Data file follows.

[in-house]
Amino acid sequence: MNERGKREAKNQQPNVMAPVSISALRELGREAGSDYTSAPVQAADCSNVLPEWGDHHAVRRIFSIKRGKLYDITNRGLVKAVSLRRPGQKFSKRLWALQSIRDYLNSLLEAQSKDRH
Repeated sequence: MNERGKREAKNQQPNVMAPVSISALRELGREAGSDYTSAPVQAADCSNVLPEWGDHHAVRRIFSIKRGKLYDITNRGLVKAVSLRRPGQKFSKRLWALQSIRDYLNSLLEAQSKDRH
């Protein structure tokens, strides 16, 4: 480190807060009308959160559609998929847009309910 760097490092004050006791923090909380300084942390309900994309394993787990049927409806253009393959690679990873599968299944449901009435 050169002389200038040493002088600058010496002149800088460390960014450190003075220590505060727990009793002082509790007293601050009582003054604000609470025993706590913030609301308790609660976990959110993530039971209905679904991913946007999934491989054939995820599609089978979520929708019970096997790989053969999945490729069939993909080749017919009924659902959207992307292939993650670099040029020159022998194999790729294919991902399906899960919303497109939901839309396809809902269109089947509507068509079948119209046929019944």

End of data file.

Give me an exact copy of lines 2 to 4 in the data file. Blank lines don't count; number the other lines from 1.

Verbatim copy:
Amino acid sequence: MNERGKREAKNQQPNVMAPVSISALRELGREAGSDYTSAPVQAADCSNVLPEWGDHHAVRRIFSIKRGKLYDITNRGLVKAVSLRRPGQKFSKRLWALQSIRDYLNSLLEAQSKDRH
Repeated sequence: MNERGKREAKNQQPNVMAPVSISALRELGREAGSDYTSAPVQAADCSNVLPEWGDHHAVRRIFSIKRGKLYDITNRGLVKAVSLRRPGQKFSKRLWALQSIRDYLNSLLEAQSKDRH
């Protein structure tokens, strides 16, 4: 480190807060009308959160559609998929847009309910 760097490092004050006791923090909380300084942390309900994309394993787990049927409806253009393959690679990873599968299944449901009435 050169002389200038040493002088600058010496002149800088460390960014450190003075220590505060727990009793002082509790007293601050009582003054604000609470025993706590913030609301308790609660976990959110993530039971209905679904991913946007999934491989054939995820599609089978979520929708019970096997790989053969999945490729069939993909080749017919009924659902959207992307292939993650670099040029020159022998194999790729294919991902399906899960919303497109939901839309396809809902269109089947509507068509079948119209046929019944």